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2022-23 Northern Territory Budget Update

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The Northern Territory Budget for 2022-23 was delivered on Tuesday 10 May 2022. 

Despite being delivered on the same day as Michael Gunner’s surprise resignation as Chief Minister of NT, the Budget demonstrates a largely business-as usual-approach to the Territory’s finances.  

The Budget focuses on long-term growth and confidence in the Territory’s economy.  It announces a record investment in remote Aboriginal housing and a $58 million allocation to the tourism industry.  These measures follow a $1.4 billion improvement on last year’s net operating balance forecast, which is largely driven by a significant uplift in expected GST revenue and higher conveyance duty receipts (reflecting record increases in the Territory’s residential property market). 

While the Northern Territory will return to surplus earlier than previously forecast, debt levels will continue to grow before peaking in 2024-2025 at $9.44 billion.

Infrastructure

The Northern Territory Government has announced a $3.28 billion capital works program for 2022-23, with infrastructure payments of $1.7 billion.  This program includes a commitment of:

  • $301 million for Remote Housing Investment Package works through HomeBuild NT, Room to Breathe and government employee housing;
  • $235.8 million for land servicing to support the Remote Housing Investment Package; and
  • $150.2 million for ongoing construction and existing infrastructure through the national partnership agreements for remote housing.

The Budget also announces an intention to progress roads and transport investment through the five‑year National Partnership Agreement on Land Transport Infrastructure Projects.  Key projects as part of this investment include an $86 million upgrade of Tanami Road to Western Australia, $104 million for gas industry road upgrades and more than $80 million towards works between Alice Springs and Darwin along the Stuart Highway.

The Budget also includes funding to progress the recommendations of the Territory Economic Reconstruction report, including accelerating the Territory’s hydrogen industry and advancing investment opportunities for parks and reserves.  In a 3-year project, the Territory Government will upgrade the Gove Port commercial precinct in a bid to expand the Territory’s maritime industry and create jobs.  Funding has also been allocated to install electricity lines under Darwin and to implement the Darwin Region Water Supply Infrastructure Program, which includes investments in key dams and pipelines.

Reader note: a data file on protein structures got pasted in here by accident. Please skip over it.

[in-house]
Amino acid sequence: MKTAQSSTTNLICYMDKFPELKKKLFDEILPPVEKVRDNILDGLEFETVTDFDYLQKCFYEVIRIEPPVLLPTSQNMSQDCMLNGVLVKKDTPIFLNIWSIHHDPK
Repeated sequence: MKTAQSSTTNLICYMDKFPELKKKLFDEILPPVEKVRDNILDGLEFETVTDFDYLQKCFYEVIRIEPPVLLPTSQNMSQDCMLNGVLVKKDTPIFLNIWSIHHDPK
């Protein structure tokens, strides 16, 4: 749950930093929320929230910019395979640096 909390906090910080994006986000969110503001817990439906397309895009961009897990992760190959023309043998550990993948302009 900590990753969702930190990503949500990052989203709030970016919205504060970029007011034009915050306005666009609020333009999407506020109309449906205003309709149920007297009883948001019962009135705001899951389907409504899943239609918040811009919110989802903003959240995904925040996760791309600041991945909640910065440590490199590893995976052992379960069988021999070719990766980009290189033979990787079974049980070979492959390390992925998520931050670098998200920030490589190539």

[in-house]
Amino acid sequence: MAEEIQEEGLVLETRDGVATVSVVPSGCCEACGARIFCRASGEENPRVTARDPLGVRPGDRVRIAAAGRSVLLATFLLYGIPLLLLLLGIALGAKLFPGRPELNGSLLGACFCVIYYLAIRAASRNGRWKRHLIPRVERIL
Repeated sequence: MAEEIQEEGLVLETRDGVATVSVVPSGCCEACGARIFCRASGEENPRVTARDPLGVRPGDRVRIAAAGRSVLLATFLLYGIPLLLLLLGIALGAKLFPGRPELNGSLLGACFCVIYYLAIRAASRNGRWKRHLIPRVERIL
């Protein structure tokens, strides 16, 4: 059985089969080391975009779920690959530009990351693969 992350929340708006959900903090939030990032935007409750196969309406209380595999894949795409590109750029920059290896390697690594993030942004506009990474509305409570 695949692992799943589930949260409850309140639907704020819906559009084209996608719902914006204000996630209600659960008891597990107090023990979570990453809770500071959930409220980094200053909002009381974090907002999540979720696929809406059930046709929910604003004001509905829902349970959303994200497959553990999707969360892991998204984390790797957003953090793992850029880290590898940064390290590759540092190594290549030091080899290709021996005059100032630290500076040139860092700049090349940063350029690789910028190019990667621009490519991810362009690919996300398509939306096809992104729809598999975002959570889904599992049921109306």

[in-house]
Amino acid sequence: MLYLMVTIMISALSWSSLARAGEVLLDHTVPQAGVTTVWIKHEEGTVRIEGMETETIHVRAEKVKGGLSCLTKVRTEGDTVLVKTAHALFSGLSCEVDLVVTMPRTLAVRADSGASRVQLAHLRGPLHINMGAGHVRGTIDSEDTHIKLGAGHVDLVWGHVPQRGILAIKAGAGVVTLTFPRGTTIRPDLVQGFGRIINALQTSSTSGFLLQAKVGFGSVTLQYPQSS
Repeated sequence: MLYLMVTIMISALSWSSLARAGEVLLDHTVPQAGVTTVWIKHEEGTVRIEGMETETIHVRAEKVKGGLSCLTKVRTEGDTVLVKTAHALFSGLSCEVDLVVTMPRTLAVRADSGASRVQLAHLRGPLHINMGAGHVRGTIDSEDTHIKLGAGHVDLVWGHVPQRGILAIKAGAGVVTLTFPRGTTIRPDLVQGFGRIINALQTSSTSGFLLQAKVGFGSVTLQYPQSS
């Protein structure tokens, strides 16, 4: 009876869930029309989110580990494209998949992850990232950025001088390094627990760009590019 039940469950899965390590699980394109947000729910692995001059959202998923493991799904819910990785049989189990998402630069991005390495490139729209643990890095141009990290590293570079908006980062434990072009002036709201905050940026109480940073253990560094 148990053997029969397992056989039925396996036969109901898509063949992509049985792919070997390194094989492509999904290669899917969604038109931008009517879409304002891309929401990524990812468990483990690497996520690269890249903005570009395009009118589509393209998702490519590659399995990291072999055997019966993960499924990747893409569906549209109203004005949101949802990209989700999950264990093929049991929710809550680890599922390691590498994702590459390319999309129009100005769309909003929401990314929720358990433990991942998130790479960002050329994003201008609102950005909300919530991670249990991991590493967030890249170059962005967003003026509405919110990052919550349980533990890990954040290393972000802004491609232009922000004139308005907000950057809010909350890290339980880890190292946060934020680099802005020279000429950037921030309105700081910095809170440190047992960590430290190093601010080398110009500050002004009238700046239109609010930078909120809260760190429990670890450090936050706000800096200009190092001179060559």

Taxes, duties and levies

The Budget makes several changes to revenue policy with effect from 1 July 2022.  Key measures include:

  • a stamp duty exemption for eligible individuals who acquire newly developed land from a registered building practitioner on which there is, or will be within a specific period, a home constructed by the builder;
  • a stamp duty concession of up to $1,500 on the registration of new and second-hand battery and plug-in hybrid electric vehicles. These vehicles will also be exempt from vehicle registration fees; and
  • the abolition of the property activation levy, which imposes a charge on vacant land and unoccupied buildings in the Darwin CBD. The Territory Government indicated that the levy has achieved its purpose of incentivising investment in underutilised land and buildings within the Darwin CBD, and so is no longer required to achieve positive change.

Total taxation and mining royalties are expected to decline in 2022-23.  However, this decline is partly offset by higher payroll tax receipts, which are expected to increase by $20 million when compared to last year.

Other initiatives

Seeking to revitalise the Territory’s tourism industry and capitalise on the opening of international borders, the Budget has announced a ‘Tourism Industry Recovery’ package.  As part of this, the Government has allocated funding to the popular light festival Parrtjima, an annual NRL game in the Top End and further support for BASSINTHEGRASS.  The Budget also includes investments in international marketing and funding for a third round of the Roadhouse to Recovery grants, which aim to improve the visitor experience at remote, drive focused businesses.

In addition, the Northern Territory Government has announced a number of other spending initiatives.  The key measures are:

  • implementation of the Aboriginal Justice Agreement, including alternatives to custody in Alice Springs and Groote Eyelandt and other funds for remote courts. Introduced last year, the Aboriginal Justice Agreement is a landmark partnership between the Territory Government, Aboriginal Territorians and Aboriginal organisations which seeks to improve justice outcomes and services for Aboriginal people in the Territory;
  • a range of large Territory defence projects, including the RAAF Base Tindal airfield and redevelopment, Larrakeyah Barracks and HMAS Coonawarra upgrades, a US defence bulk fuel storage facility at East Arm, Arafura-class offshore patrol vessels upgrade and a MQ4C Triton forward operating base at RAAF Base Tindal; and
  • $13.3 million over five years towards the $43.9 million Bilateral Agreement for Mental Health and Suicide Prevention, including $15.4 million for two new Head to Health adult mental health satellite clinics and ongoing funding for the Territory’s first Head to Health centre.
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